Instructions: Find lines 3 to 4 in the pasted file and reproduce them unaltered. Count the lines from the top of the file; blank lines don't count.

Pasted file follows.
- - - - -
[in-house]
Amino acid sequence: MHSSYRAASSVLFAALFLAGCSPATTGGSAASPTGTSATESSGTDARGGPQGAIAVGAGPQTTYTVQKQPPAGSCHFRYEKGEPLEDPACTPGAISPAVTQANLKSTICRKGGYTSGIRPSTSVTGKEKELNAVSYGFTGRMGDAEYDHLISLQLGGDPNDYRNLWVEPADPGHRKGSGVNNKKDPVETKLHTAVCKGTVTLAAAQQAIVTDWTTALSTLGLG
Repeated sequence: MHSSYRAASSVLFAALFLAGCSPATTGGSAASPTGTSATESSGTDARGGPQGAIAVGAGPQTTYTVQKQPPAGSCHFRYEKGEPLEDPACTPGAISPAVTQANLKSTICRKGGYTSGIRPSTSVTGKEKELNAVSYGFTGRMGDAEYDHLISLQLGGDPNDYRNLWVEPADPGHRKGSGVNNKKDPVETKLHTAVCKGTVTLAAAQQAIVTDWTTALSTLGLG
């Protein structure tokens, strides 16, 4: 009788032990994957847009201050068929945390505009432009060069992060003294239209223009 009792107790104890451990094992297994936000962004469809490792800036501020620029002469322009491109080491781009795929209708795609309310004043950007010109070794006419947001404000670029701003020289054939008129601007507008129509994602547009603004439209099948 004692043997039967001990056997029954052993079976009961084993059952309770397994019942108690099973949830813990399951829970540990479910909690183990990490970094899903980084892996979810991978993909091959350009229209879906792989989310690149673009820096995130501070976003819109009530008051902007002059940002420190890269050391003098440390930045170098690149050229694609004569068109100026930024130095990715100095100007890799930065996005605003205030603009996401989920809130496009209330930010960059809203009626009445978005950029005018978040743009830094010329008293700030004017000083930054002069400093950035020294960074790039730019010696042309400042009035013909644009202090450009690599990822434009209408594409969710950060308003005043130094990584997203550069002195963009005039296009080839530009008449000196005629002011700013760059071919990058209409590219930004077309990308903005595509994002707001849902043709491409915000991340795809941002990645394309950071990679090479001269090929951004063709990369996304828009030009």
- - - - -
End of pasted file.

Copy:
Repeated sequence: MHSSYRAASSVLFAALFLAGCSPATTGGSAASPTGTSATESSGTDARGGPQGAIAVGAGPQTTYTVQKQPPAGSCHFRYEKGEPLEDPACTPGAISPAVTQANLKSTICRKGGYTSGIRPSTSVTGKEKELNAVSYGFTGRMGDAEYDHLISLQLGGDPNDYRNLWVEPADPGHRKGSGVNNKKDPVETKLHTAVCKGTVTLAAAQQAIVTDWTTALSTLGLG
């Protein structure tokens, strides 16, 4: 009788032990994957847009201050068929945390505009432009060069992060003294239209223009 009792107790104890451990094992297994936000962004469809490792800036501020620029002469322009491109080491781009795929209708795609309310004043950007010109070794006419947001404000670029701003020289054939008129601007507008129509994602547009603004439209099948 004692043997039967001990056997029954052993079976009961084993059952309770397994019942108690099973949830813990399951829970540990479910909690183990990490970094899903980084892996979810991978993909091959350009229209879906792989989310690149673009820096995130501070976003819109009530008051902007002059940002420190890269050391003098440390930045170098690149050229694609004569068109100026930024130095990715100095100007890799930065996005605003205030603009996401989920809130496009209330930010960059809203009626009445978005950029005018978040743009830094010329008293700030004017000083930054002069400093950035020294960074790039730019010696042309400042009035013909644009202090450009690599990822434009209408594409969710950060308003005043130094990584997203550069002195963009005039296009080839530009008449000196005629002011700013760059071919990058209409590219930004077309990308903005595509994002707001849902043709491409915000991340795809941002990645394309950071990679090479001269090929951004063709990369996304828009030009």